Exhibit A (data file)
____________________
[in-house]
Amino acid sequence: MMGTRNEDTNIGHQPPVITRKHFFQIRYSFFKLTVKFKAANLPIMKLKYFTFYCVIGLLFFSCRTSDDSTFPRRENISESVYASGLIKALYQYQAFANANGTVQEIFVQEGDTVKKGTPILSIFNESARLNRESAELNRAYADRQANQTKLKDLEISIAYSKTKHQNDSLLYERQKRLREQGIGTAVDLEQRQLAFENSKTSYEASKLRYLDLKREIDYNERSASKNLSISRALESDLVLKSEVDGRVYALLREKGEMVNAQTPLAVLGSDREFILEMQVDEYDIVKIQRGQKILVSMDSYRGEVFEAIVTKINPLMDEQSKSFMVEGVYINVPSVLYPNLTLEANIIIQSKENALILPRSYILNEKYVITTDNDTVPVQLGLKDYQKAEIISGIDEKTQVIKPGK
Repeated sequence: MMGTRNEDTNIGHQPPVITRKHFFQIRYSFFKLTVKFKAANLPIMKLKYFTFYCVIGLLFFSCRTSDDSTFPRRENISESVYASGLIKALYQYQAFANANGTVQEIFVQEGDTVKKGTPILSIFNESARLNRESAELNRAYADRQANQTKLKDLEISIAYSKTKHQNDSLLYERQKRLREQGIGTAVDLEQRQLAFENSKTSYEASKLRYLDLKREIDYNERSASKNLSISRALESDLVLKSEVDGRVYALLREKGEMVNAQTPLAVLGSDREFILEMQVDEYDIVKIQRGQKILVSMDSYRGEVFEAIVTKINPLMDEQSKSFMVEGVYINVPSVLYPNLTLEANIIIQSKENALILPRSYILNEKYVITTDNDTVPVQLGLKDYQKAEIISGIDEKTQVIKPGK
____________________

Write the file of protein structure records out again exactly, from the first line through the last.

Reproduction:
[in-house]
Amino acid sequence: MMGTRNEDTNIGHQPPVITRKHFFQIRYSFFKLTVKFKAANLPIMKLKYFTFYCVIGLLFFSCRTSDDSTFPRRENISESVYASGLIKALYQYQAFANANGTVQEIFVQEGDTVKKGTPILSIFNESARLNRESAELNRAYADRQANQTKLKDLEISIAYSKTKHQNDSLLYERQKRLREQGIGTAVDLEQRQLAFENSKTSYEASKLRYLDLKREIDYNERSASKNLSISRALESDLVLKSEVDGRVYALLREKGEMVNAQTPLAVLGSDREFILEMQVDEYDIVKIQRGQKILVSMDSYRGEVFEAIVTKINPLMDEQSKSFMVEGVYINVPSVLYPNLTLEANIIIQSKENALILPRSYILNEKYVITTDNDTVPVQLGLKDYQKAEIISGIDEKTQVIKPGK
Repeated sequence: MMGTRNEDTNIGHQPPVITRKHFFQIRYSFFKLTVKFKAANLPIMKLKYFTFYCVIGLLFFSCRTSDDSTFPRRENISESVYASGLIKALYQYQAFANANGTVQEIFVQEGDTVKKGTPILSIFNESARLNRESAELNRAYADRQANQTKLKDLEISIAYSKTKHQNDSLLYERQKRLREQGIGTAVDLEQRQLAFENSKTSYEASKLRYLDLKREIDYNERSASKNLSISRALESDLVLKSEVDGRVYALLREKGEMVNAQTPLAVLGSDREFILEMQVDEYDIVKIQRGQKILVSMDSYRGEVFEAIVTKINPLMDEQSKSFMVEGVYINVPSVLYPNLTLEANIIIQSKENALILPRSYILNEKYVITTDNDTVPVQLGLKDYQKAEIISGIDEKTQVIKPGK